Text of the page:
Link to Original Story & View Actual Court Documents Go HERE: http://www.deadline.com/2012/06/disability-rights-group-sues-two-warners-shows-over-studios-wheelchair-access/
By THE DEADLINE TEAM Tuesday June 12, 2012 @ 6:50pm PDT
The Disability Rights Legal Center today filed separate lawsuits against Time Warner Entertainment’s Conan and Warner Bros Television Distribution’s Dr Drew’s Lifechangers claiming that the shows failed to accommodate an audience member in a wheelchair. In the suits filed today in Los Angeles, plaintiff Emmanuel Ramirez said he was denied access to both tapings last year, with Lifechangers refusing him tickets outright because the show’s Glendale, CA-based Victory Studios “isn’t wheelchair accessible”, according to the suit. Conan tapes at Warner Bros Studios in Burbank. The lawsuits assert claims under the Americans With Disabilities Act and related California civil rights laws, and seek policy changes, the removal of barriers, and damages “so that Mr. Ramirez and other people with disabilities can have the opportunity to participate in television show audiences”, the DRLC said today. Warner Bros had no official comment.
June 13, 2012
ORIGINALLY POSTED ON WWW.ABCNEWS.GO.COM
A dream 17 years-in-the-making came true for a California boy when he got out of his wheelchair and walked to accept his high school diploma.
Patrick Ivison, a senior at Scripps High School in San Diego, was just 14-months-old when he was run over by a stranger’s car while walking with his mom, Jennifer Kayler. The September 1995 accident left Ivison with a spinal cord injury so severe he was paralyzed from the waist down.
After six weeks in the hospital, Ivison was sent home in a wheelchair. The family’s life was changed forever, but they kept their spirits high.
“I was just grateful. I was grateful he was with me,” Kayler told local ABC affiliate ABC10. “I was grateful that I get to hear him laugh and the fact that he was going to be in a wheelchair didn’t matter.”
Ivison kept the same attitude as his mom and transformed his disability into a capability. He learned to kayak, ski , hand-cycle marathon-length distances, play rugby and even surf, using adaptive equipment to ride the waves. His passion for surfing took him to Costa Rica twice to film a surf documentary and to the competitive U.S. Open of Surfing for five consecutive years, according to his family’s website. Three years ago Ivison focused in on another goal, walking across the stage to accept his diploma at his high school graduation. He spent as many as six hours per day in intensive physical therapy in a California-based rehabilitation program called “Project Walk” to build his muscles and increase his coordination.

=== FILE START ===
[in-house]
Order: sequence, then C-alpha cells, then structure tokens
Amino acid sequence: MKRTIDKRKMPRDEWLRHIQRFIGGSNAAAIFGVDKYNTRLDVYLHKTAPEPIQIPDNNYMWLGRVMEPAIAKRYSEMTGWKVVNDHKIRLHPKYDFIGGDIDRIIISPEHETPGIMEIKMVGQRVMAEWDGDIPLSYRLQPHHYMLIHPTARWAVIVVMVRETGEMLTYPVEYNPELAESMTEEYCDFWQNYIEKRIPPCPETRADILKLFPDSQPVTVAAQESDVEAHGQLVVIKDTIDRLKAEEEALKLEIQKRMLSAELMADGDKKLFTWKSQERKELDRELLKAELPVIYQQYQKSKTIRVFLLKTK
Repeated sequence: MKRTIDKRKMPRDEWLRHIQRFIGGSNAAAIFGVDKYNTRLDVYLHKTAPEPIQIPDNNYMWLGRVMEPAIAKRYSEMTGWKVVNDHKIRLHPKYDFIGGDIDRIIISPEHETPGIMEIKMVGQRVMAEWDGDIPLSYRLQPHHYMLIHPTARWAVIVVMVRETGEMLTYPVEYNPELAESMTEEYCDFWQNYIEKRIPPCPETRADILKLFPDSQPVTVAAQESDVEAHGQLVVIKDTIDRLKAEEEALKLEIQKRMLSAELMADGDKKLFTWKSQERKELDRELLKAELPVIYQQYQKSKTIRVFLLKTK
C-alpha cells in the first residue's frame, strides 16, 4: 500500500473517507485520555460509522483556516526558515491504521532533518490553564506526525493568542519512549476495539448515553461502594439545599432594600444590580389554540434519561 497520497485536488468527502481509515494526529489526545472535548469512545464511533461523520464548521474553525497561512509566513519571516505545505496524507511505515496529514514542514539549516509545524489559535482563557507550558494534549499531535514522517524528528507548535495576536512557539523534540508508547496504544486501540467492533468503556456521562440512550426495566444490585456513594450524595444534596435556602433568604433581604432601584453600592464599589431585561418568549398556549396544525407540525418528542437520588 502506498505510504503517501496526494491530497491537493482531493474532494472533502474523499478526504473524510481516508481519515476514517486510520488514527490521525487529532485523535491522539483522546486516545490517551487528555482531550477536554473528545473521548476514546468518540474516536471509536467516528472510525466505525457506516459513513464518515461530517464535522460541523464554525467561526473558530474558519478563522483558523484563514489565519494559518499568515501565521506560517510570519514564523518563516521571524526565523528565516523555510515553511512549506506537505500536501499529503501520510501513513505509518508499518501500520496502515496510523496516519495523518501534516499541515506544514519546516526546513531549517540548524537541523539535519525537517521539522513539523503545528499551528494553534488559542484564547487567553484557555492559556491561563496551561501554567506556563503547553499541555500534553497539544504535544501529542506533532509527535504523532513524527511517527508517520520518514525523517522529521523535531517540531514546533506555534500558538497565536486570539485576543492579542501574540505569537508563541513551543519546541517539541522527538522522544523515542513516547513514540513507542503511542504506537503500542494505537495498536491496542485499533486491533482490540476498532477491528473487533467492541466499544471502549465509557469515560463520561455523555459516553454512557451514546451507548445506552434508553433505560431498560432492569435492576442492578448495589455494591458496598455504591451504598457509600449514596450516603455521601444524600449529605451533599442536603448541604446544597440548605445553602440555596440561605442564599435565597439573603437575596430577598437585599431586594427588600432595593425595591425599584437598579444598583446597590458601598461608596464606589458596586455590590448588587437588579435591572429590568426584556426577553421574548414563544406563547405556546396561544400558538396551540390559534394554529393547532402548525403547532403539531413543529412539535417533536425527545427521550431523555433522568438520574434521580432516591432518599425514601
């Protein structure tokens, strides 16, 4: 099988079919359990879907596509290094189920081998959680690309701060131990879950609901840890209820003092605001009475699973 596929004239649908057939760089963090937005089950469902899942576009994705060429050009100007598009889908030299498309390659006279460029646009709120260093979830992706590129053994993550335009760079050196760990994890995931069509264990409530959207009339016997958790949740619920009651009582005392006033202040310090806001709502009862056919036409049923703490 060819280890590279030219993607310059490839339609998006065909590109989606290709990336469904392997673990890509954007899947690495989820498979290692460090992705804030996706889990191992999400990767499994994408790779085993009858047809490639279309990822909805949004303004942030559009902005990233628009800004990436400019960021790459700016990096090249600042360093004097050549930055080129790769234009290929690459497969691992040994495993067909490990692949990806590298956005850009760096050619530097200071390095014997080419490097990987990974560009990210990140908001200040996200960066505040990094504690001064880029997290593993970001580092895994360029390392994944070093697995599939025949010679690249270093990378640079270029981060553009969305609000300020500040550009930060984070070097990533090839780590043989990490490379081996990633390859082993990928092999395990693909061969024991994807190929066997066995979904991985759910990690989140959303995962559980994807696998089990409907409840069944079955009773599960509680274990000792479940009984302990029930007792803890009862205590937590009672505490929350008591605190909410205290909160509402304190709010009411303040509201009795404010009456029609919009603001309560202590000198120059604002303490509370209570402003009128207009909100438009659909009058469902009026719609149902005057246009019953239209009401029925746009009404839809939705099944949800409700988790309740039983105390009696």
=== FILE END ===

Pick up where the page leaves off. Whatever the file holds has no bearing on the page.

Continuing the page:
“I’m actually pretty nervous. There’s going to be a lot of pressure,” Ivison said in the weeks before the big day, as reported by his mom on the family’s blog.
On Tuesday night, in front of a cheering crowd of his classmates, teachers, friends and family members, Ivison had nothing to worry about.
Video of the ceremony shows Ivison standing up and, aided by his trainer and a custom-made walker, walking to accept his degree. Also walking next to Ivison was his service dog, Richochet, who received his own special award for helping his owner through high school.
Ivison, who graduated with a 4.0 grade-point average, plans to attend the University of Southern California’s film school, his “dream school,” in the fall. Don’t be surprised to see another story about him in four years.
“Maybe do like jumping jacks at college graduation or something like that?” he told ABC10 of his next goal. “I don’t know… let’s not put that for sure because I can’t commit to that one.”
Christine Quinn the openly gay speaker of the New York city council today has an op-ed piece on the homeless problem in the Huffington post I will admit I have not read it.
This is not a criticism or praise, just a long held Idea I have on the homeless problem in NYC.
There are many layers to the homeless problem, housing, medical care mental health care feeding addiction payment of welfare and VA benefits because over 60% ob NYC’s homeless are veterans to name jjust a few.
The cost of providing these services falls to many agencies, in many locations in many government owned pieces of real estate built by public contract and serviced by public tender occupied by public servants all at great cost to the city.
I live in flushing queens, but in my 15 years in this city I have lived in every borough except Staten island and one thing they all have in common is foreclosed crumbling government buildings long deserted due to many departments being brought together into one because of technology and fine tuning. These also have a lot of bank foreclosed entertainment centers and strip malls, that once were the centre of communities but now are merely centers of public concern.
We have on northern boulevard a grand old picture complex dating back almost 100 years, it has terrazzo floors art deco ceilings and grand stair cases sweeping like something out of gone with the wind.
All these buildings are quickly becoming camps for the homeless, and the government paid police hunt them out and crews clean off the graffiti until one by one they have to be pushed over because of damage done by the homeless occupation.